Iain McGilchrist gives a talk for the Ian Ramsay Seminar series on 10th February 2011.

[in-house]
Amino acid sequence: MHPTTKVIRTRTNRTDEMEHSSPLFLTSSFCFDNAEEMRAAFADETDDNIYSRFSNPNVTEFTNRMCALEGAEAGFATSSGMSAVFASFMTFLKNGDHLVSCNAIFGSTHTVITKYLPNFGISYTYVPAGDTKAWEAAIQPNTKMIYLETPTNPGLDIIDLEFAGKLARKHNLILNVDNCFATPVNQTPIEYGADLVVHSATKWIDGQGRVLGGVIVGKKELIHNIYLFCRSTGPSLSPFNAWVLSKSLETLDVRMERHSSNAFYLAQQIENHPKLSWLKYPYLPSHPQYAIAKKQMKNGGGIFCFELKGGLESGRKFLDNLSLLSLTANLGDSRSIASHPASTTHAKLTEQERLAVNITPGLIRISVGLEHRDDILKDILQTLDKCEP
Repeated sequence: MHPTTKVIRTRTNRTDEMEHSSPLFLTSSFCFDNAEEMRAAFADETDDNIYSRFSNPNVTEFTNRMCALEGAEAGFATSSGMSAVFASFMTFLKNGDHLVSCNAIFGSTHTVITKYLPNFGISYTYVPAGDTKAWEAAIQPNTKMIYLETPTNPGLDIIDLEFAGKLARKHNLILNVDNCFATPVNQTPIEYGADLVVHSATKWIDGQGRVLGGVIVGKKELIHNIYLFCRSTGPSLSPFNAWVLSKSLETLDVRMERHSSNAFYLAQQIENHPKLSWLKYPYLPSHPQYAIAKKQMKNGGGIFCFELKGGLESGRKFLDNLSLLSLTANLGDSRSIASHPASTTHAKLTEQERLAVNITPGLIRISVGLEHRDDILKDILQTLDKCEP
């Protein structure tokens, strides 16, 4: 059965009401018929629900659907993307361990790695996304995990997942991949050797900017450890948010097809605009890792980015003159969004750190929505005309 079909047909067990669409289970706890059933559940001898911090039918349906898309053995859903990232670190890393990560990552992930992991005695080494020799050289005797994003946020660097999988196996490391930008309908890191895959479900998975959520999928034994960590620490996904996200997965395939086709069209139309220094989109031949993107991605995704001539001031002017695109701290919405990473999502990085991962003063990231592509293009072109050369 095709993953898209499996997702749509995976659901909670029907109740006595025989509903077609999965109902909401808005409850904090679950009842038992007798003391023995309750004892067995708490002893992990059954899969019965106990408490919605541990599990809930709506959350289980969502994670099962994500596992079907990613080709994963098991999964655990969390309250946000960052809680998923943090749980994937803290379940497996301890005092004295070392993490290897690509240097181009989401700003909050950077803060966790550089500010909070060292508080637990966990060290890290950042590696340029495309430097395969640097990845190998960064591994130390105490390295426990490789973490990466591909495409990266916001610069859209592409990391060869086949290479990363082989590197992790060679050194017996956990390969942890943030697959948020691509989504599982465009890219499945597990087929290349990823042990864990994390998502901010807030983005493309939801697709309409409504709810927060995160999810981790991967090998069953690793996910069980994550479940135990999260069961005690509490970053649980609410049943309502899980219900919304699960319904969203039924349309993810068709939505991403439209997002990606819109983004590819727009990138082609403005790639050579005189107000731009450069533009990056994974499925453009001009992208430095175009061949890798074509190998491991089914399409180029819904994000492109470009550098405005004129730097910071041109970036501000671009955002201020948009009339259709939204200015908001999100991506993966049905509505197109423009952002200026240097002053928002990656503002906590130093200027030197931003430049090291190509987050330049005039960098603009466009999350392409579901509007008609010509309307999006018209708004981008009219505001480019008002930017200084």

We now know that each hemisphere plays a role in everything the brain does: the old dichotomies do not hold. Most neuroscientists have therefore abandoned the attempt to understand why nature has so carefully segregated the hemispheres - despite a large, and expanding, body of evidence about their differences at every level. On the basis of research in birds, animals and humans, Iain McGilchrist suggests in a new book that there is an evolutionary advantage to the division, originating in the need to pay two quite different types of attention to the world simultaneously. In human consciousness, these two modes of attention give rise to two different versions of the world, with different qualities, as well as different sets of preoccupations and values. The relationship between these two modes is asymmetrical, as is the brain that permits them to come into being. Both are necessary, but one of them sees less than the other, while nonetheless believing that it sees everything. It is suggested that an understanding of the implications of this attentional divide may cast light on some of the ultimate metaphysical questions, such as the nature of our selves, our minds and bodies, and our relationship with the world.